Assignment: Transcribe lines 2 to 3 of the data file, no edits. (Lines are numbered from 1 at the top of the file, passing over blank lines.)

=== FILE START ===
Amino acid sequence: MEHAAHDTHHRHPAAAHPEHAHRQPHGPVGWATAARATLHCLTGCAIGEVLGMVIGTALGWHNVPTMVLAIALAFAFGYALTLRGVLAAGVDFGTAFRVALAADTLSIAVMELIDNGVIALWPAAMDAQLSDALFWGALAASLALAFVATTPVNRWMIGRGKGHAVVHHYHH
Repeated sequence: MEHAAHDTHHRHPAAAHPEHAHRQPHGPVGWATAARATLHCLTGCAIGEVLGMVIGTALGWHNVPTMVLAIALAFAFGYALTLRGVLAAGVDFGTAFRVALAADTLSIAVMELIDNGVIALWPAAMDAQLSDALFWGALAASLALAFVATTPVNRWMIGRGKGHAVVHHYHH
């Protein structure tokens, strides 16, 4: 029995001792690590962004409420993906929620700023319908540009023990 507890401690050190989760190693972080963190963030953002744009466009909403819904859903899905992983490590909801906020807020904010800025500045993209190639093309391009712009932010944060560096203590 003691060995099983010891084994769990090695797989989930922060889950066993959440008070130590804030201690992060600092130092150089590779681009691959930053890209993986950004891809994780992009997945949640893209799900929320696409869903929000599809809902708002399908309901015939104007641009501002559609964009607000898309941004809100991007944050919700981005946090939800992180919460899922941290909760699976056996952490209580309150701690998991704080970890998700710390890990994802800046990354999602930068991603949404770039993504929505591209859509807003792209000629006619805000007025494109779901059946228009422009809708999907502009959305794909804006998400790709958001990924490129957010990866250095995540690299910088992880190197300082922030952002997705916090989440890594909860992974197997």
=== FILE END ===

Repeated sequence: MEHAAHDTHHRHPAAAHPEHAHRQPHGPVGWATAARATLHCLTGCAIGEVLGMVIGTALGWHNVPTMVLAIALAFAFGYALTLRGVLAAGVDFGTAFRVALAADTLSIAVMELIDNGVIALWPAAMDAQLSDALFWGALAASLALAFVATTPVNRWMIGRGKGHAVVHHYHH
């Protein structure tokens, strides 16, 4: 029995001792690590962004409420993906929620700023319908540009023990 507890401690050190989760190693972080963190963030953002744009466009909403819904859903899905992983490590909801906020807020904010800025500045993209190639093309391009712009932010944060560096203590 003691060995099983010891084994769990090695797989989930922060889950066993959440008070130590804030201690992060600092130092150089590779681009691959930053890209993986950004891809994780992009997945949640893209799900929320696409869903929000599809809902708002399908309901015939104007641009501002559609964009607000898309941004809100991007944050919700981005946090939800992180919460899922941290909760699976056996952490209580309150701690998991704080970890998700710390890990994802800046990354999602930068991603949404770039993504929505591209859509807003792209000629006619805000007025494109779901059946228009422009809708999907502009959305794909804006998400790709958001990924490129957010990866250095995540690299910088992880190197300082922030952002997705916090989440890594909860992974197997």